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How do copays, coinsurance and deductibles work with Medicare plans?

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Learn more about how Medicare works.

If you're shopping for Medicare, this page will help you understand some common terms you might come across while you're researching.

Copays, coinsurance and deductibles are all terms to describe money you pay toward health care services and prescription drugs when you have a health insurance plan.

Copays and coinsurance

A copay is a fixed amount of money you pay for a certain service. Your health insurance plan pays the rest of the cost. Coinsurance refers to percentages.

Our Medicare Advantage plans use copays for most services. You pay 20 percent coinsurance for most services with Original Medicare. 

Here's an example of how copays and coinsurance work with a Medicare Advantage plan.

Miriam has BCN AdvantageSM HMO-POS Prestige. This year, she gets knee replacement surgery.

The total bill for the surgery is $30,000. With her plan, she pays a copay of $90 per day for the first five days in the hospital. She stays in the hospital for three days. So she pays $270. Her plan pays for the rest of her hospital costs.

Miriam will also need crutches to get around while her knee heals. Crutches are considered durable medical equipment. With her plan, Miriam pays 20 percent coinsurance for durable medical equipment. That means she pays 20 percent of the cost. The crutches cost $40, so she pays $8. Her plan pays the rest.

There are probably other costs associated with a knee replacement surgery that we won't go over in this example. But this should give you a good idea of how copays and coinsurance work. 

Deductible

A deductible is the amount of money you pay for health care services before your plan kicks in and starts paying. For most services, you'll pay full cost until you reach the deductible. After you reach your deductible, you’ll still have to pay any copays or coinsurance. Some services will be covered by your plan before you reach the deductible.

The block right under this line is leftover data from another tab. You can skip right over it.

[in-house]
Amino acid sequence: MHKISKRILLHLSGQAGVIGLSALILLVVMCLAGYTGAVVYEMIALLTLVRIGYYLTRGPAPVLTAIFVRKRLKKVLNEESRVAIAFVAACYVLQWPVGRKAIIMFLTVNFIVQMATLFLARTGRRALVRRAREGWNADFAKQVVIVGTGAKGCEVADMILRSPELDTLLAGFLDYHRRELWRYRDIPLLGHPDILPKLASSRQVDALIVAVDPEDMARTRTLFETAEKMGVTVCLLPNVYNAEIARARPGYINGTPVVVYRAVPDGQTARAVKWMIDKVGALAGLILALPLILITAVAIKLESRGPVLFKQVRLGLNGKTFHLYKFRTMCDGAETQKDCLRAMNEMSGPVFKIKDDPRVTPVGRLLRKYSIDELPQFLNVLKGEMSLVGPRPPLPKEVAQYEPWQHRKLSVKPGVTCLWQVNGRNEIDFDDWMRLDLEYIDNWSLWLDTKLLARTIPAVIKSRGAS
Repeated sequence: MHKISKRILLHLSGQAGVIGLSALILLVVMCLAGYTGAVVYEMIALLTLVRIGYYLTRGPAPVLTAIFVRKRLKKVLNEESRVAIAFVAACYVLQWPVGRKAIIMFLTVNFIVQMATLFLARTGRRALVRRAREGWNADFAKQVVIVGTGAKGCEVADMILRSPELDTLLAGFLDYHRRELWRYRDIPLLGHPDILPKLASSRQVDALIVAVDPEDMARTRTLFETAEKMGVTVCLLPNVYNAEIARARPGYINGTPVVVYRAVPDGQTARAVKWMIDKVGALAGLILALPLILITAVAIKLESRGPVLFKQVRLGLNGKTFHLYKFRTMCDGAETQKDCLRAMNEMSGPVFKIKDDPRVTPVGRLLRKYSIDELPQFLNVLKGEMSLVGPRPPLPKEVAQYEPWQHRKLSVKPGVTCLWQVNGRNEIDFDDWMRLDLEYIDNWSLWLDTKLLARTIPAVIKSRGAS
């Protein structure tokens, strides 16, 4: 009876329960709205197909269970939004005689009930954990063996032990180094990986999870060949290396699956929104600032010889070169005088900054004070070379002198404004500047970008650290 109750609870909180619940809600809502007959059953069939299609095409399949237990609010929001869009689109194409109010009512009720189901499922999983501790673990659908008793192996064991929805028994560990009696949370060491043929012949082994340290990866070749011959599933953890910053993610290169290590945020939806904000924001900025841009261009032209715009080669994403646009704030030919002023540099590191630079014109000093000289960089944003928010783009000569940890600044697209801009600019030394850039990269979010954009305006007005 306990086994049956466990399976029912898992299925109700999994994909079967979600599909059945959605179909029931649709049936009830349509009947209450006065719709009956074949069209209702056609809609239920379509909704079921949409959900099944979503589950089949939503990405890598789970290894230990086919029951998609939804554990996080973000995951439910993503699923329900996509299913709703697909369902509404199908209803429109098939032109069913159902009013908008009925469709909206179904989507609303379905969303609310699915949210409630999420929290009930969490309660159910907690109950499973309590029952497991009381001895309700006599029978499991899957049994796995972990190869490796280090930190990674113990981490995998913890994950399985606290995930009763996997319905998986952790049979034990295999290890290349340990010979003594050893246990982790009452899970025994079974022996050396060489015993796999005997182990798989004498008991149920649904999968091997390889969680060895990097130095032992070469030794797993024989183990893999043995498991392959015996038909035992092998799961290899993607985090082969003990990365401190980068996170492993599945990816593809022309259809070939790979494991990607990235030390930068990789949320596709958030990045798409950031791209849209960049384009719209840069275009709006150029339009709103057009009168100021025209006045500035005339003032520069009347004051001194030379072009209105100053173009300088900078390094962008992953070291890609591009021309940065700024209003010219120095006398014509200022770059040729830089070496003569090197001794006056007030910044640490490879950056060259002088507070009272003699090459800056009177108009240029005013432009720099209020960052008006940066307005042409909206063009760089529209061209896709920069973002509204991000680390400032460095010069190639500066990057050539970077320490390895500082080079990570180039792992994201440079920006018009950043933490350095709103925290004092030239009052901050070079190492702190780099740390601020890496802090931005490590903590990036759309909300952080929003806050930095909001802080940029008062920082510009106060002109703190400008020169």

Here's an example of how a deductible works.

Grace has Medicare Plus BlueSM PPO Essential. This plan has a $175 deductible. Her plan year starts in January with the deductible intact. That month, she sees her primary care physician for a wellness exam. It's her annual preventive physical.

Preventive care is covered by her plan with no copay or deductible, so she pays nothing for the visit. That means her $175 deductible is still intact.

In May, she's out hiking when she falls and twists her ankle. So she goes to urgent care to get it checked out. The urgent care visit costs $175. Because she hasn't reached her deductible yet, she pays the full amount for the visit.

The urgent care doctor says she needs to use crutches until her ankle heals. Because she's now met her deductible, she pays 20 percent coinsurance for the crutches. 

Most Medicare Advantage plans have separate medical and pharmacy deductibles. That means that in addition to the $175 medical deductible we used as an example above, you might also have a Part D prescription drug deductible that you’ll need to meet before your plan starts covering your medications.

Original Medicare has its own deductibles. In 2014, Medicare Part B has a $147 deductible each year. Medicare Part A has a $1,216 deductible each benefit period.

Tip: A Medicare Part A benefit period starts when you first go into the hospital or other inpatient facility. It ends when you've been out of the hospital or facility for 60 days in a row.

If you have a Medicare Advantage plan, you don’t have to pay Original Medicare deductibles. But your plan might have its own deductible.

How copays, coinsurance and deductible work together

With a Medicare Advantage plan, we’ll track all the costs you pay – deductible, copays and coinsurance. When you reach a certain amount, we pay for most covered services. This is called the out-of-pocket maximum.

Original Medicare doesn’t have an out-of-pocket maximum. There's no cap on what you pay out of pocket. And if you're in the hospital or a skilled nursing facility, Original Medicare only pays for a certain number of days. After that point, you pay the full amount each day.

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Page Last Updated Tue Jul 15 08:34:00 EDT 2014